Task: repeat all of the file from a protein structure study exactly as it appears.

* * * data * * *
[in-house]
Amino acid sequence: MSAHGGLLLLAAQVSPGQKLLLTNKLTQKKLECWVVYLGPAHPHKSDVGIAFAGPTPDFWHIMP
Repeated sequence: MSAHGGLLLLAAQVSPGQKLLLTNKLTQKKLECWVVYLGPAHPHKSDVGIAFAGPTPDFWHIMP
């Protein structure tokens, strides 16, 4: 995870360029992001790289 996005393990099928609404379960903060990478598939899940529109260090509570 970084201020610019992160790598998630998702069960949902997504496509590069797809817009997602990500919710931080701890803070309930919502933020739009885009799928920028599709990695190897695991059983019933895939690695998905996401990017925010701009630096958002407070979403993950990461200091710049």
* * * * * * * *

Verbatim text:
[in-house]
Amino acid sequence: MSAHGGLLLLAAQVSPGQKLLLTNKLTQKKLECWVVYLGPAHPHKSDVGIAFAGPTPDFWHIMP
Repeated sequence: MSAHGGLLLLAAQVSPGQKLLLTNKLTQKKLECWVVYLGPAHPHKSDVGIAFAGPTPDFWHIMP
């Protein structure tokens, strides 16, 4: 995870360029992001790289 996005393990099928609404379960903060990478598939899940529109260090509570 970084201020610019992160790598998630998702069960949902997504496509590069797809817009997602990500919710931080701890803070309930919502933020739009885009799928920028599709990695190897695991059983019933895939690695998905996401990017925010701009630096958002407070979403993950990461200091710049």